There is a man outside on a pallet. He's a paralytic and he can't move. He wants to see and hear Jesus teach, but he's frozen to his pallet. He can't get to the Rabbi himself and so he enlists four friends to help him. They're the angels that do the heavy lifting. Now they get this guy on the roof and start digging a hole in the grass on top of the house. Forget the commotion this must be causing below. Picture the house and see the imagery.

The grass roof represents the place of burial. The hole in the roof is the grave. Paralyzed and helpless as if dead, the man is being lowered down into the pit. And whom does he find waiting for him in the place of death? The Author of Life.

The symbolism is powerful, and Jesus Himself confirms it. If this were just about healing, the man would have been healed first. But it's not. The physical healing is secondary; the paralysis is a symptom of a spiritual problem. Spiritual life verses spiritual death is at issue here and Jesus goes to the heart of the matter and forgives the man his sins. When the spirit is healed, life is restored and the tomb becomes the womb.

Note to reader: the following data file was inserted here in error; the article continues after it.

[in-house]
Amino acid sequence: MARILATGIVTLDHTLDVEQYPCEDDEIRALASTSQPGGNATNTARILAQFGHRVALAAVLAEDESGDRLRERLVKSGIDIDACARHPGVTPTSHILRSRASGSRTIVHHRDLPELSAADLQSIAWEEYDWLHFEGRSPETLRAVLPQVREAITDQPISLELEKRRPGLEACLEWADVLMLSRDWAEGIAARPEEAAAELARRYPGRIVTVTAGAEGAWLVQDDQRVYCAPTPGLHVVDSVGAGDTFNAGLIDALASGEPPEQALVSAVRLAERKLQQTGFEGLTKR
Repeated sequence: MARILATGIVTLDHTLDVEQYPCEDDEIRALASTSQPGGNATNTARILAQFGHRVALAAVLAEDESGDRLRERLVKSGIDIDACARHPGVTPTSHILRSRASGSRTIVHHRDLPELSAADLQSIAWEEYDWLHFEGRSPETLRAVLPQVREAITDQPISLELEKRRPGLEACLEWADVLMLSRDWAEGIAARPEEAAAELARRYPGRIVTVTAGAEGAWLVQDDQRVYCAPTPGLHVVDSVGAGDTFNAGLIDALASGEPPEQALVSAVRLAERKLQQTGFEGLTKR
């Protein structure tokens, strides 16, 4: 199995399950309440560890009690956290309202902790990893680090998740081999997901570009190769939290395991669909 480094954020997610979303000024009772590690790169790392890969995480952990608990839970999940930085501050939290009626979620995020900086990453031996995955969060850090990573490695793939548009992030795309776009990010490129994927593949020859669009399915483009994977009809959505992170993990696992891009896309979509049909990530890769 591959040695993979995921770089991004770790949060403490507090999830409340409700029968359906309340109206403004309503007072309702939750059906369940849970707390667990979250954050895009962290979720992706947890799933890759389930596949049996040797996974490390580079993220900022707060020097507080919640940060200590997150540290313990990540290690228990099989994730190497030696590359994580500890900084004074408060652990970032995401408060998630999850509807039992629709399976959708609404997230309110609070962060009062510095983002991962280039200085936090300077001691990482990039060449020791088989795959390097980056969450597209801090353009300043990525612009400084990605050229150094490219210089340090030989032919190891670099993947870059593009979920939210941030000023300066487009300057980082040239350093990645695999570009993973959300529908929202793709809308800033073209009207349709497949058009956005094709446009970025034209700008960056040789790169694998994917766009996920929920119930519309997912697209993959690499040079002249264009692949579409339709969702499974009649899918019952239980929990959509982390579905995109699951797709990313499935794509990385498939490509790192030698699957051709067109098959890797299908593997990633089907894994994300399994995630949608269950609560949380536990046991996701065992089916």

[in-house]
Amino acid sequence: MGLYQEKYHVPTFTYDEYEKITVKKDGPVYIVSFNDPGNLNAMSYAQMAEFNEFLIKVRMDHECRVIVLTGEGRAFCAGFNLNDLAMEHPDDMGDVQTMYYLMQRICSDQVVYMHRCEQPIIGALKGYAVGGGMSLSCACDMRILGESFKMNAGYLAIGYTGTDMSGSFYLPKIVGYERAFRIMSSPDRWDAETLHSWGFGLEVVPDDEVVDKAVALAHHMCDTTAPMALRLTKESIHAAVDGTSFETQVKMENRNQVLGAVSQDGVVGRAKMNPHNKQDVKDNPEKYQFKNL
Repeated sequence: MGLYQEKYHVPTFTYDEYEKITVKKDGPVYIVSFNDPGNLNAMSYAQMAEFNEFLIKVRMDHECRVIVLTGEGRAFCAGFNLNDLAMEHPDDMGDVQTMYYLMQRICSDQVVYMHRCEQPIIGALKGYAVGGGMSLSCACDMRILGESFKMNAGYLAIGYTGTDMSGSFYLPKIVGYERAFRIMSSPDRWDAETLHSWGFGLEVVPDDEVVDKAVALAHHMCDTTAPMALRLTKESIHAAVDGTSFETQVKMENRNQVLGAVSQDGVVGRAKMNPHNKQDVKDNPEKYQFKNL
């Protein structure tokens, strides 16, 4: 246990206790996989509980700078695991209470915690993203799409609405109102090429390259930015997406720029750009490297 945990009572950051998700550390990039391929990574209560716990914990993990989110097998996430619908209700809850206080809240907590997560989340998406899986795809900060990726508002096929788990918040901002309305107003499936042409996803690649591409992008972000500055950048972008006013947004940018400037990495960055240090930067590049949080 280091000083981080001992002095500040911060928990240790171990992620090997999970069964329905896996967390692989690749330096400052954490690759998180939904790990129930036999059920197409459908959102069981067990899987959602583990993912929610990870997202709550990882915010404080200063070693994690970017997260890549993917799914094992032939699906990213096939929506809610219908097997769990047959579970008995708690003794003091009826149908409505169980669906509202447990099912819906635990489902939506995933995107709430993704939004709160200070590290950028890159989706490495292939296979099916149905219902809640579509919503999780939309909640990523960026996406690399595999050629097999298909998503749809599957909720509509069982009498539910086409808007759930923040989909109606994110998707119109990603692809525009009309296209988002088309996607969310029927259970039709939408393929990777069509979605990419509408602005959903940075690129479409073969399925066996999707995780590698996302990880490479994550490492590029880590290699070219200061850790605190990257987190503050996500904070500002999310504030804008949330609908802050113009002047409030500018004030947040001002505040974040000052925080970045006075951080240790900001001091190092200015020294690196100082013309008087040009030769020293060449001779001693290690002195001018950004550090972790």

Now, the skeptical Scribes in the room with Jesus didn't get it. They got hung up on the fact that Jesus was forgiving sins. They failed to see the relationship between life, death, and the resurrection that pertains to spirit. The Scribes were sure that Jesus was trying to claim some kind of Divine authority that was not rightly His in their mind. They thought, well, now we've got him, it's heresy! Well, they were wrong. He was not. He purposefully referred to himself as the Son of Man. Interestingly enough; this is the only time in Mark's gospel that Jesus refers to himself as the Son of Man in relationship to the forgiveness of sins. He purposely did it in order to derail the Scribes' attempt to capture Him in a theological conundrum and get them back on track. He's saying, hey, guys, let's not play games here. The man's spirit is at the heart of the issue.

Well, the Scribes missed the point. The media often does, because they usually have their own agenda. So Jesus says, listen up! The Spirit has transformed. The man is forgiven. Life is restored. Now the pallet loses its power and the man is healed. You want proof of that? You there! Get up! Pick up your pallet and go home. The man does just that, and of course they were all amazed.